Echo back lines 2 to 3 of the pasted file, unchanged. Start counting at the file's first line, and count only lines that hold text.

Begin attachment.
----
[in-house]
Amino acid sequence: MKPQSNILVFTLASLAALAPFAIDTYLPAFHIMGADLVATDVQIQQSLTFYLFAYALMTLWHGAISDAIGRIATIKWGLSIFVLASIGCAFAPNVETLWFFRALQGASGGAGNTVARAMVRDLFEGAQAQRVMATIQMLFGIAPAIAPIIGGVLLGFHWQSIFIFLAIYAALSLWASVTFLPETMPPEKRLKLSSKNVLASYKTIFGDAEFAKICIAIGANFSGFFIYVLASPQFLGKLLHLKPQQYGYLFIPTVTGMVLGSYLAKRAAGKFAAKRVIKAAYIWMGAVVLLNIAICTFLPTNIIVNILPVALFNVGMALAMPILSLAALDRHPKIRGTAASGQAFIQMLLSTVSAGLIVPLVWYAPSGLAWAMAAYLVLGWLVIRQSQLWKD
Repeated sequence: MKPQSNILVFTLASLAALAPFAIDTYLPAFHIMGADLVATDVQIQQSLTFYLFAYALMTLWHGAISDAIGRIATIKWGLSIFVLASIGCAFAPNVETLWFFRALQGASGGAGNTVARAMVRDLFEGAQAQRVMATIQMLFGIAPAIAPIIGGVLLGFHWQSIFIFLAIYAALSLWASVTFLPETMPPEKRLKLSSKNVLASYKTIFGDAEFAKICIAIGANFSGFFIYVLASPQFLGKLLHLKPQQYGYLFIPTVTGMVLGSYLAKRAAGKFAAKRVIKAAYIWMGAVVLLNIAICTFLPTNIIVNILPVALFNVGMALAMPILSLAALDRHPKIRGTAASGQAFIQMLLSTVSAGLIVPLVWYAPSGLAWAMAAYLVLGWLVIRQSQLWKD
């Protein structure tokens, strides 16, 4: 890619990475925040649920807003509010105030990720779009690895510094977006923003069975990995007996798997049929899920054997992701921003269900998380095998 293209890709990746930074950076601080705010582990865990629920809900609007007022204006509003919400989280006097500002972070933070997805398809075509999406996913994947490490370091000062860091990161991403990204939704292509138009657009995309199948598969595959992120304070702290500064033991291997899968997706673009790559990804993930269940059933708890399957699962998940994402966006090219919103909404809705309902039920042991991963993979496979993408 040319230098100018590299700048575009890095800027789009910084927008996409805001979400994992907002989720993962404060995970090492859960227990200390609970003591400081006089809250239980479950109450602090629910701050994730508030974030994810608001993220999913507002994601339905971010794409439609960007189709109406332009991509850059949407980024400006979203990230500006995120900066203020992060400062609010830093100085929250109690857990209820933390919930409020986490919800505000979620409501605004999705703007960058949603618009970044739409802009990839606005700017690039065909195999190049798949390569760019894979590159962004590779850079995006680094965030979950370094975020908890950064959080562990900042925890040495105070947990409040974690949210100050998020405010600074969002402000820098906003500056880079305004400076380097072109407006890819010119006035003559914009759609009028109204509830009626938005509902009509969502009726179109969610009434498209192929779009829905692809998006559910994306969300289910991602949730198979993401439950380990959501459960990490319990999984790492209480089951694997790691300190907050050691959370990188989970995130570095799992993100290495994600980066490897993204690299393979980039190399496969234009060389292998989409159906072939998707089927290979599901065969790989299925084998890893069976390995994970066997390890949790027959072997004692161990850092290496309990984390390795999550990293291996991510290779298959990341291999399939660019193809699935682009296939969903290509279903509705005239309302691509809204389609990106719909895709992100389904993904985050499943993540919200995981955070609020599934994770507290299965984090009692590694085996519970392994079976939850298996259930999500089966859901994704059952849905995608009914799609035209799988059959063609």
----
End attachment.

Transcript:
Amino acid sequence: MKPQSNILVFTLASLAALAPFAIDTYLPAFHIMGADLVATDVQIQQSLTFYLFAYALMTLWHGAISDAIGRIATIKWGLSIFVLASIGCAFAPNVETLWFFRALQGASGGAGNTVARAMVRDLFEGAQAQRVMATIQMLFGIAPAIAPIIGGVLLGFHWQSIFIFLAIYAALSLWASVTFLPETMPPEKRLKLSSKNVLASYKTIFGDAEFAKICIAIGANFSGFFIYVLASPQFLGKLLHLKPQQYGYLFIPTVTGMVLGSYLAKRAAGKFAAKRVIKAAYIWMGAVVLLNIAICTFLPTNIIVNILPVALFNVGMALAMPILSLAALDRHPKIRGTAASGQAFIQMLLSTVSAGLIVPLVWYAPSGLAWAMAAYLVLGWLVIRQSQLWKD
Repeated sequence: MKPQSNILVFTLASLAALAPFAIDTYLPAFHIMGADLVATDVQIQQSLTFYLFAYALMTLWHGAISDAIGRIATIKWGLSIFVLASIGCAFAPNVETLWFFRALQGASGGAGNTVARAMVRDLFEGAQAQRVMATIQMLFGIAPAIAPIIGGVLLGFHWQSIFIFLAIYAALSLWASVTFLPETMPPEKRLKLSSKNVLASYKTIFGDAEFAKICIAIGANFSGFFIYVLASPQFLGKLLHLKPQQYGYLFIPTVTGMVLGSYLAKRAAGKFAAKRVIKAAYIWMGAVVLLNIAICTFLPTNIIVNILPVALFNVGMALAMPILSLAALDRHPKIRGTAASGQAFIQMLLSTVSAGLIVPLVWYAPSGLAWAMAAYLVLGWLVIRQSQLWKD